When is a trust classified as a US Trust versus a Non-US trust?
There are many different considerations that come into play regarding trusts, depending on the type of trust you own and the tax status of the individuals who settle the trust and retain an ongoing benefit from the trust. As such, it is often important to review some of the basic rules associated with what makes a trust a US trust as opposed to a non-US ‘foreign’ trust.
A US trust is one that satisfies two tests:
- Court Test – a court within the US has primary rights to administer the trust.
- Control Tests – at least one ‘US person’ has the ability to control all substantial decisions related to the trust. A US person would be defined as a US citizen, green card holder, or resident alien under the substantial presence test.
If a trust does not pass one of the two tests noted above, then it is generally considered to be a non-US ‘foreign’ trust.
In addition to understanding whether a trust qualifies as a US trust, it is also important to determine whether the trust is considered a grantor or non-grantor trust. In general, if the person who settles the trust is alive and retains some sort of interest or trust power, then a trust will be considered a grantor trust. Generally grantor trusts are taxed at the individual level whereas non-grantor trusts are taxed at the trust level (except to the extent that income and gains are distributed to a beneficiary in the year the income is earned). This difference in taxation can result in varying rates of tax and have broad implications for US individuals who either settle or benefit from a trust.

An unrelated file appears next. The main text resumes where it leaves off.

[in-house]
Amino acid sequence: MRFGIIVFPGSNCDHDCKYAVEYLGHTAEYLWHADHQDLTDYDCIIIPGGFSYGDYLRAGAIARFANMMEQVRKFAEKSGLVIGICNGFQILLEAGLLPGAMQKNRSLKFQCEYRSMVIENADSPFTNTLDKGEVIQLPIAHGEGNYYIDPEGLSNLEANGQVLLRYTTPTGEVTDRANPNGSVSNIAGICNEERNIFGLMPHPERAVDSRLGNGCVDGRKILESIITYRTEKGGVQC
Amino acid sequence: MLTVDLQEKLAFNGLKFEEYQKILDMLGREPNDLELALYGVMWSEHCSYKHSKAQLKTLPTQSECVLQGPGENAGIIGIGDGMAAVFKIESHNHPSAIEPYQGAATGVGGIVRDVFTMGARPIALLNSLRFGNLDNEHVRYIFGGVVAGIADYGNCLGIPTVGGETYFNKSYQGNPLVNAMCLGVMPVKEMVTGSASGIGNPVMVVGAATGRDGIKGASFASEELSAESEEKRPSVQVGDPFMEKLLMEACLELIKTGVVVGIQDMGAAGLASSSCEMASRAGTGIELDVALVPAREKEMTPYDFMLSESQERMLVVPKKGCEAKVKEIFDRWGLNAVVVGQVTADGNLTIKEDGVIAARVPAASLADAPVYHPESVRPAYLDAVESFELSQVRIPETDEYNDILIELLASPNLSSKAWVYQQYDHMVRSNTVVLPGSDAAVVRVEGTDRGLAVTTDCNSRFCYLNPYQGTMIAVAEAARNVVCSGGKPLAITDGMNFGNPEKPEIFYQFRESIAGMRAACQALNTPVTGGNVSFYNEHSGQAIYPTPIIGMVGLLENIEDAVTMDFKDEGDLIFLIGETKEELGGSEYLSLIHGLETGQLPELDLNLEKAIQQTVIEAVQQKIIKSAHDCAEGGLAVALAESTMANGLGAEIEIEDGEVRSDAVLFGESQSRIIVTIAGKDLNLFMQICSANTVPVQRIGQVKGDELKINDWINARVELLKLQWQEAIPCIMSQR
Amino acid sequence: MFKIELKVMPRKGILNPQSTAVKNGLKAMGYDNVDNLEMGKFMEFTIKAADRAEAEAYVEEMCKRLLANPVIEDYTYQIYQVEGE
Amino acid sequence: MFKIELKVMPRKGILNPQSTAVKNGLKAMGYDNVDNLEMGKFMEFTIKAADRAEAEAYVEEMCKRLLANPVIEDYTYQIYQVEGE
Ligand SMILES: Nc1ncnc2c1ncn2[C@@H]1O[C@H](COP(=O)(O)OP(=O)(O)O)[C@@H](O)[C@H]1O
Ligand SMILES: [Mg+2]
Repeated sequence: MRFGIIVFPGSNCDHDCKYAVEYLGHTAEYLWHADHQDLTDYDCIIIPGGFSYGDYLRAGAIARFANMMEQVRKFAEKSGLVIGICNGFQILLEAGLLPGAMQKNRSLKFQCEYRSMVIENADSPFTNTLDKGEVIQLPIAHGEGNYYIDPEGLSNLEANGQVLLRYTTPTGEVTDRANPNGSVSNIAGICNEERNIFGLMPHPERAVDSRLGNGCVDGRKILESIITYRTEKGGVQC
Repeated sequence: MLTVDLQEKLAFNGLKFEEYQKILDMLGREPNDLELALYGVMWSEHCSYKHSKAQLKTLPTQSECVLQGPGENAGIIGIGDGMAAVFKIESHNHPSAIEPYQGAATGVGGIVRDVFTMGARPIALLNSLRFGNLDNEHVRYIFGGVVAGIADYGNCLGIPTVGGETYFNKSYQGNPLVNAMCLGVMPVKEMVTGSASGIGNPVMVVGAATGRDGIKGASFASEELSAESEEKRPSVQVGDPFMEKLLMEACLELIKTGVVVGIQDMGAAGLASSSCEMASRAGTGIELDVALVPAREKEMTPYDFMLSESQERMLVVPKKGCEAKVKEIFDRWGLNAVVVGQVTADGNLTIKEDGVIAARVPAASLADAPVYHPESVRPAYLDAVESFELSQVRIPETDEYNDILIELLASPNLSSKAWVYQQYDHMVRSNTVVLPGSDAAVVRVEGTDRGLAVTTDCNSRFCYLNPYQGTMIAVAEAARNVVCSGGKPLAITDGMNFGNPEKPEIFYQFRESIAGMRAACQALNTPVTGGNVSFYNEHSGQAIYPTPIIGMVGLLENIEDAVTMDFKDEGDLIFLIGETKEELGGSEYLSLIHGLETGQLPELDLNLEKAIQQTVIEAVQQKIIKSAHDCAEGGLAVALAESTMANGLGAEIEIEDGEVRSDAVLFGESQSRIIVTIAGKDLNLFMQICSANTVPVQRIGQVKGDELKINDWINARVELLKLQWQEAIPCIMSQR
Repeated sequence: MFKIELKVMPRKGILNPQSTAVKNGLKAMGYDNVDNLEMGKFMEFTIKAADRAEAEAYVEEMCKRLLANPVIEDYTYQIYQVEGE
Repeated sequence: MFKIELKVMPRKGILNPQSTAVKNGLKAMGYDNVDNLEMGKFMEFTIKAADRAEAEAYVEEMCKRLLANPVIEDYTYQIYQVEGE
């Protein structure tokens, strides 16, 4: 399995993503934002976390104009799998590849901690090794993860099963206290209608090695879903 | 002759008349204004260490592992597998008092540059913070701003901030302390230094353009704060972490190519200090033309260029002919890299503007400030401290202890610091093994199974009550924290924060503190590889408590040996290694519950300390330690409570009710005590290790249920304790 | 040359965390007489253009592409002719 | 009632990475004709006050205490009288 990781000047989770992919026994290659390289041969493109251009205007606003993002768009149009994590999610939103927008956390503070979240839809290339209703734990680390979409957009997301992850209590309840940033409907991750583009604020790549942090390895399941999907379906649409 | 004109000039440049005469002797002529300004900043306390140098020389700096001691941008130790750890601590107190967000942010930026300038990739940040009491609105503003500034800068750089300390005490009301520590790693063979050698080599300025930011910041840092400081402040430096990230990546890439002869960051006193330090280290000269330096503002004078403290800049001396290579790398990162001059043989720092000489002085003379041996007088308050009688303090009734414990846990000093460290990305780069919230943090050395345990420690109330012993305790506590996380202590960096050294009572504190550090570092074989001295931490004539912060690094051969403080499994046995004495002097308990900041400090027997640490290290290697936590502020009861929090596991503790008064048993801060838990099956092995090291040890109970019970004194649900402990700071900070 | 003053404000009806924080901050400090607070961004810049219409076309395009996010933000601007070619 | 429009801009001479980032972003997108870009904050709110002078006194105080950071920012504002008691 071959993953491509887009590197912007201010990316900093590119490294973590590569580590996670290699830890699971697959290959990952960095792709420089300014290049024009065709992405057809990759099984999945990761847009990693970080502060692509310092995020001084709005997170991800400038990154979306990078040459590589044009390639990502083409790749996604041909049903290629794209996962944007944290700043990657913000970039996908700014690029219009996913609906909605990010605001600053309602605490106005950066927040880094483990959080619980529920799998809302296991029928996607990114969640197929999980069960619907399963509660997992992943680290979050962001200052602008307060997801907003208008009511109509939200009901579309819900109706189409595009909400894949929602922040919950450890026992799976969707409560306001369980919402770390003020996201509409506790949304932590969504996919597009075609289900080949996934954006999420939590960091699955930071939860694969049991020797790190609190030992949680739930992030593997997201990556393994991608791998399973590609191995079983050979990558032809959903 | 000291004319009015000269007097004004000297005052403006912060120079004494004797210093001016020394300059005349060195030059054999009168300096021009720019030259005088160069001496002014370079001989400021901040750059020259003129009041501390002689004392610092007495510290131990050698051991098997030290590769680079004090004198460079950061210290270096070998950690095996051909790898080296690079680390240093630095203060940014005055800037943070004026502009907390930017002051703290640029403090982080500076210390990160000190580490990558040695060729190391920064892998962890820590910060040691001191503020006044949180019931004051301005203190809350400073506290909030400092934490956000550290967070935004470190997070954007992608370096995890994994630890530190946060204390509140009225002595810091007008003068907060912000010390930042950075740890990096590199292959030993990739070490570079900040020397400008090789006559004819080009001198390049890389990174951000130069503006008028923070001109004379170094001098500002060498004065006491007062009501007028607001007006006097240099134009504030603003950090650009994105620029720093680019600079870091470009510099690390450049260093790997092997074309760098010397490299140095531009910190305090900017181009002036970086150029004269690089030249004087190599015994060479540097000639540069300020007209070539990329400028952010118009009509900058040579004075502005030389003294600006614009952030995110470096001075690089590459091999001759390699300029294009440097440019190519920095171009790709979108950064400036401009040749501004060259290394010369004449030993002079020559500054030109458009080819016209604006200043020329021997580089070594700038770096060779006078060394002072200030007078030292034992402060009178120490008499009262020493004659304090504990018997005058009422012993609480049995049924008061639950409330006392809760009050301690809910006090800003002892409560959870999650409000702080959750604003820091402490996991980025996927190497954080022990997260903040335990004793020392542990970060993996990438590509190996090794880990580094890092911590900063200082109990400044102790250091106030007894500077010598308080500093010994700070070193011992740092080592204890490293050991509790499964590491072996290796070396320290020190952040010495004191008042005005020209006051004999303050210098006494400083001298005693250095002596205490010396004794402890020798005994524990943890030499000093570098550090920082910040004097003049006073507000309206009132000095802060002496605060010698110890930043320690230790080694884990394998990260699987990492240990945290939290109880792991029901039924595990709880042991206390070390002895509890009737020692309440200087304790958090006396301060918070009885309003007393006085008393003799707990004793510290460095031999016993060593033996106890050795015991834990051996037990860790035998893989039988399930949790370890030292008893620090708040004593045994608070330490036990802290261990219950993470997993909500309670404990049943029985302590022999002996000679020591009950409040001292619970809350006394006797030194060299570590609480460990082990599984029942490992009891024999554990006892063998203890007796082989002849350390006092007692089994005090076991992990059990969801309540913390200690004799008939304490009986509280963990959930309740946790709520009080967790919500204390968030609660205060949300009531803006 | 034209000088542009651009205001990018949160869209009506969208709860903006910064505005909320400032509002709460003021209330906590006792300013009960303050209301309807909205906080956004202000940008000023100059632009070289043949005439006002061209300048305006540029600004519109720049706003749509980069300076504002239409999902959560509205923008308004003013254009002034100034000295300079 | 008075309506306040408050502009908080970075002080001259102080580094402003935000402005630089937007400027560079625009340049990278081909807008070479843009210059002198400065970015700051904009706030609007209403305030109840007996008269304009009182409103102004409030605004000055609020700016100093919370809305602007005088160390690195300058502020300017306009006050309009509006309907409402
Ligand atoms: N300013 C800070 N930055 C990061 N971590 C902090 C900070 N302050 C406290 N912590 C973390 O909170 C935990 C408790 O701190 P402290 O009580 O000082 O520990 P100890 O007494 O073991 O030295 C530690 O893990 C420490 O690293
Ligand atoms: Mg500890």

Depending on the structure of the trust and the tax status of the trustees, beneficiaries and settlors, planning becomes important around the types of assets held within the trust. If individuals are looking to invest the trust assets in any way, it is beneficial to take advice and ensure that the investment strategy is tax-efficient in the jurisdictions that apply to the individual. For US connected individuals, one wants to make sure that any underlying assets held within the trust don’t fall foul of the Passive Foreign Investment Company (PFIC) or Controlled Foreign Company (CFC) rules.
Risk Warnings and Important Information
The value of investments can fall as well as rise. You may not get back what you invest.
The above article does not take into account the specific goals or requirements of individual users. You should carefully consider the suitability of any strategies along with your financial situation prior to making any decisions on an appropriate strategy.
MASECO LLP trading as MASECO Private Wealth is authorised and regulated by the Financial Conduct Authority, the Financial Conduct Authority does not regulate tax advice. MASECO Private Wealth is not a tax specialist. We strongly recommend that every client seeks their own tax advice prior to acting on any of the strategies described in this document.